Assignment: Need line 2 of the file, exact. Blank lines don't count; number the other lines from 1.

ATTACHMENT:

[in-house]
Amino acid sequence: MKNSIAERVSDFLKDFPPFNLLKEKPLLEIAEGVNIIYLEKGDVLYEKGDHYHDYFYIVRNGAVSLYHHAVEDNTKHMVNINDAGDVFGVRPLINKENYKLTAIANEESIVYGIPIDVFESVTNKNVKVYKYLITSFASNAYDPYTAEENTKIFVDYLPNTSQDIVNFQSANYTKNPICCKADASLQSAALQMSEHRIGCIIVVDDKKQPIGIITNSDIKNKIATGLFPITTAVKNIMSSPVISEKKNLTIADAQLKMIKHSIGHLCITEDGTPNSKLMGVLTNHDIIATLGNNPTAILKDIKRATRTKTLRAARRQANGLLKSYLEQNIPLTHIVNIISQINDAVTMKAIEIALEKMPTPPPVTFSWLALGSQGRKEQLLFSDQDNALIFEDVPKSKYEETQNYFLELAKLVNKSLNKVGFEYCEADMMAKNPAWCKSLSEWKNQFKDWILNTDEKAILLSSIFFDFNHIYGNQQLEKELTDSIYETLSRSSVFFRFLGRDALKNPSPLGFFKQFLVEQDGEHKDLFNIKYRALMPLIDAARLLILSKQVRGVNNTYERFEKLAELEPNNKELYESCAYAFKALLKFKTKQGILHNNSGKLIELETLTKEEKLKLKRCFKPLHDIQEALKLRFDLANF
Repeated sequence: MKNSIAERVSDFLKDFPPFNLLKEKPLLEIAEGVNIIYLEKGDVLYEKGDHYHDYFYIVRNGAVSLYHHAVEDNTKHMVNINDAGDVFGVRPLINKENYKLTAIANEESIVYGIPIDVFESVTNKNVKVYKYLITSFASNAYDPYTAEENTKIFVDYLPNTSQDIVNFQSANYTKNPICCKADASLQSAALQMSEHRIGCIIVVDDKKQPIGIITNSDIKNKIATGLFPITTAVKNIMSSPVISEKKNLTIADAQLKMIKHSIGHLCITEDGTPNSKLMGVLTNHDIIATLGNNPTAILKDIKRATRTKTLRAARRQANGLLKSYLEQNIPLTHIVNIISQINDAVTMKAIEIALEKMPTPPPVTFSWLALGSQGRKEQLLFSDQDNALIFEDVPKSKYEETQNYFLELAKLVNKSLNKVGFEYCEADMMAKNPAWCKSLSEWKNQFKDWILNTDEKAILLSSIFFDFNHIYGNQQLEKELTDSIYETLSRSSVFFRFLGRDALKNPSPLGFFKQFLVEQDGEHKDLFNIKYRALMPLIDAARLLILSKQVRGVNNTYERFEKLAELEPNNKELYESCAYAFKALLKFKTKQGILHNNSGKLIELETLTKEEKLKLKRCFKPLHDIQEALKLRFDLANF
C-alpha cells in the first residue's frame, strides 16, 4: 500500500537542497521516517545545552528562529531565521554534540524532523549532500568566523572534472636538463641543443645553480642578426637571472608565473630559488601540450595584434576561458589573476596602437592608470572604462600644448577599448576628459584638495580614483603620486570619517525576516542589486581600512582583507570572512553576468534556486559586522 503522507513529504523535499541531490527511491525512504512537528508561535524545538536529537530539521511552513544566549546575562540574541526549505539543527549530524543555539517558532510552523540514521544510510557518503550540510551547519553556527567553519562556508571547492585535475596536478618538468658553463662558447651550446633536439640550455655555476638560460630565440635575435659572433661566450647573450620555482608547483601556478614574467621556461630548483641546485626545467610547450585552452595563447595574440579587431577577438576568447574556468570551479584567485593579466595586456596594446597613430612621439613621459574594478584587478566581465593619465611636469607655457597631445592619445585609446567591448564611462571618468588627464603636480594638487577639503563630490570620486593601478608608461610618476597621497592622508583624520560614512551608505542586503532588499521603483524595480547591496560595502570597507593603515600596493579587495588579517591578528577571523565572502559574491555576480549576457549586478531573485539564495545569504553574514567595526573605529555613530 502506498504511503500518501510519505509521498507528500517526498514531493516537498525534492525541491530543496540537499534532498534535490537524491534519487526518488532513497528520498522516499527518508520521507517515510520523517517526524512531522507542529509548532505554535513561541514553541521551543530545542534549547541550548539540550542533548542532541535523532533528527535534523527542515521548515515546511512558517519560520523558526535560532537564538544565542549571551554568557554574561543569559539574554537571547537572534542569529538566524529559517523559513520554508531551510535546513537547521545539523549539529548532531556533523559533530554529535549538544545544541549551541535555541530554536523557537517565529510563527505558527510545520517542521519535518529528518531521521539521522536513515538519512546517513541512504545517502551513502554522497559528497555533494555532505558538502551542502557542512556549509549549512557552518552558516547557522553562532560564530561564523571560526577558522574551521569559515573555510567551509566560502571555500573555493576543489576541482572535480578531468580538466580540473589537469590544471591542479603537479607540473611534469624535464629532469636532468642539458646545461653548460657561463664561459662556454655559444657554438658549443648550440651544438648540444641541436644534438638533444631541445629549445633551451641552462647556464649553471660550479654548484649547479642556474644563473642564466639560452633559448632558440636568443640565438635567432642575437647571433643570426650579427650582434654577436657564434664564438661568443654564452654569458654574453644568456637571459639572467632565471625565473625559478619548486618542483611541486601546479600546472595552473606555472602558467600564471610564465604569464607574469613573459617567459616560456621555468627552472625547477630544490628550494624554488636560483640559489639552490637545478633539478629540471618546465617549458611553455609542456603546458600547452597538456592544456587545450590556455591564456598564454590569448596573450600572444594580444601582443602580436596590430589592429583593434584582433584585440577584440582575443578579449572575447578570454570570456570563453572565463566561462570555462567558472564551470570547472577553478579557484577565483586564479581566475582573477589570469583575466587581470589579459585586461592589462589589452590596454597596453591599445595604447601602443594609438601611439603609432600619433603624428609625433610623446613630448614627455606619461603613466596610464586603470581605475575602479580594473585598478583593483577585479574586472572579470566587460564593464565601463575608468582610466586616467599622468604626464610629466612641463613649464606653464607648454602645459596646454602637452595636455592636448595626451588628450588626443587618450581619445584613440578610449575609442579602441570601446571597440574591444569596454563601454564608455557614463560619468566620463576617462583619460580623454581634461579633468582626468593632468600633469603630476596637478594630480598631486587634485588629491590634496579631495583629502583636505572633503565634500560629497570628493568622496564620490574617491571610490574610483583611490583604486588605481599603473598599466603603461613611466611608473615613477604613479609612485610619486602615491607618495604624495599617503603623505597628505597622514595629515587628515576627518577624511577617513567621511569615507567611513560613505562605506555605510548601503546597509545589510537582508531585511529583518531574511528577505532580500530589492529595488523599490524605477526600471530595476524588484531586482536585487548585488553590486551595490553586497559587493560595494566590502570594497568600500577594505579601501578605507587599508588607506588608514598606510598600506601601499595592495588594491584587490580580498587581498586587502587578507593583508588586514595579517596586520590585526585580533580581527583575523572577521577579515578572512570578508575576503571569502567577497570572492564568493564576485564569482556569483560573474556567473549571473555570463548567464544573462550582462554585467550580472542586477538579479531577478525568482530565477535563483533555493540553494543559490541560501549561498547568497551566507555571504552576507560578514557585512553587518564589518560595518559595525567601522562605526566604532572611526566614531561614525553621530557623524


Amino acid sequence: MKNSIAERVSDFLKDFPPFNLLKEKPLLEIAEGVNIIYLEKGDVLYEKGDHYHDYFYIVRNGAVSLYHHAVEDNTKHMVNINDAGDVFGVRPLINKENYKLTAIANEESIVYGIPIDVFESVTNKNVKVYKYLITSFASNAYDPYTAEENTKIFVDYLPNTSQDIVNFQSANYTKNPICCKADASLQSAALQMSEHRIGCIIVVDDKKQPIGIITNSDIKNKIATGLFPITTAVKNIMSSPVISEKKNLTIADAQLKMIKHSIGHLCITEDGTPNSKLMGVLTNHDIIATLGNNPTAILKDIKRATRTKTLRAARRQANGLLKSYLEQNIPLTHIVNIISQINDAVTMKAIEIALEKMPTPPPVTFSWLALGSQGRKEQLLFSDQDNALIFEDVPKSKYEETQNYFLELAKLVNKSLNKVGFEYCEADMMAKNPAWCKSLSEWKNQFKDWILNTDEKAILLSSIFFDFNHIYGNQQLEKELTDSIYETLSRSSVFFRFLGRDALKNPSPLGFFKQFLVEQDGEHKDLFNIKYRALMPLIDAARLLILSKQVRGVNNTYERFEKLAELEPNNKELYESCAYAFKALLKFKTKQGILHNNSGKLIELETLTKEEKLKLKRCFKPLHDIQEALKLRFDLANF